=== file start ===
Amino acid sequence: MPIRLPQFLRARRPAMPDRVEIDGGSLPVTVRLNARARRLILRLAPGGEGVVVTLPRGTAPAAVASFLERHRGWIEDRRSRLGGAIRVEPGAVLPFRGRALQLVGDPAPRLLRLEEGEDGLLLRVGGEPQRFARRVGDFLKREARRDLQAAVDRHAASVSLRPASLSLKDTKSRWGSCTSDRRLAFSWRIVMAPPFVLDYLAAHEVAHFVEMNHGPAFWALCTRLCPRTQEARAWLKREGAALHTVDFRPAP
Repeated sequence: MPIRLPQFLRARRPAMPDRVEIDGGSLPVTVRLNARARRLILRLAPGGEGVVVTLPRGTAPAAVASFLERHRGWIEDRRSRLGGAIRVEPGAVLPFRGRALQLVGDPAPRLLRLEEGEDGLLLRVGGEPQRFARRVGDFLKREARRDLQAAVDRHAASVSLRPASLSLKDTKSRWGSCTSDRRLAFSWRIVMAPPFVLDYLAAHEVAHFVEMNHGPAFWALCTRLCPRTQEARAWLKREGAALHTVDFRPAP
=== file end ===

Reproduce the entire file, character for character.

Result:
Amino acid sequence: MPIRLPQFLRARRPAMPDRVEIDGGSLPVTVRLNARARRLILRLAPGGEGVVVTLPRGTAPAAVASFLERHRGWIEDRRSRLGGAIRVEPGAVLPFRGRALQLVGDPAPRLLRLEEGEDGLLLRVGGEPQRFARRVGDFLKREARRDLQAAVDRHAASVSLRPASLSLKDTKSRWGSCTSDRRLAFSWRIVMAPPFVLDYLAAHEVAHFVEMNHGPAFWALCTRLCPRTQEARAWLKREGAALHTVDFRPAP
Repeated sequence: MPIRLPQFLRARRPAMPDRVEIDGGSLPVTVRLNARARRLILRLAPGGEGVVVTLPRGTAPAAVASFLERHRGWIEDRRSRLGGAIRVEPGAVLPFRGRALQLVGDPAPRLLRLEEGEDGLLLRVGGEPQRFARRVGDFLKREARRDLQAAVDRHAASVSLRPASLSLKDTKSRWGSCTSDRRLAFSWRIVMAPPFVLDYLAAHEVAHFVEMNHGPAFWALCTRLCPRTQEARAWLKREGAALHTVDFRPAP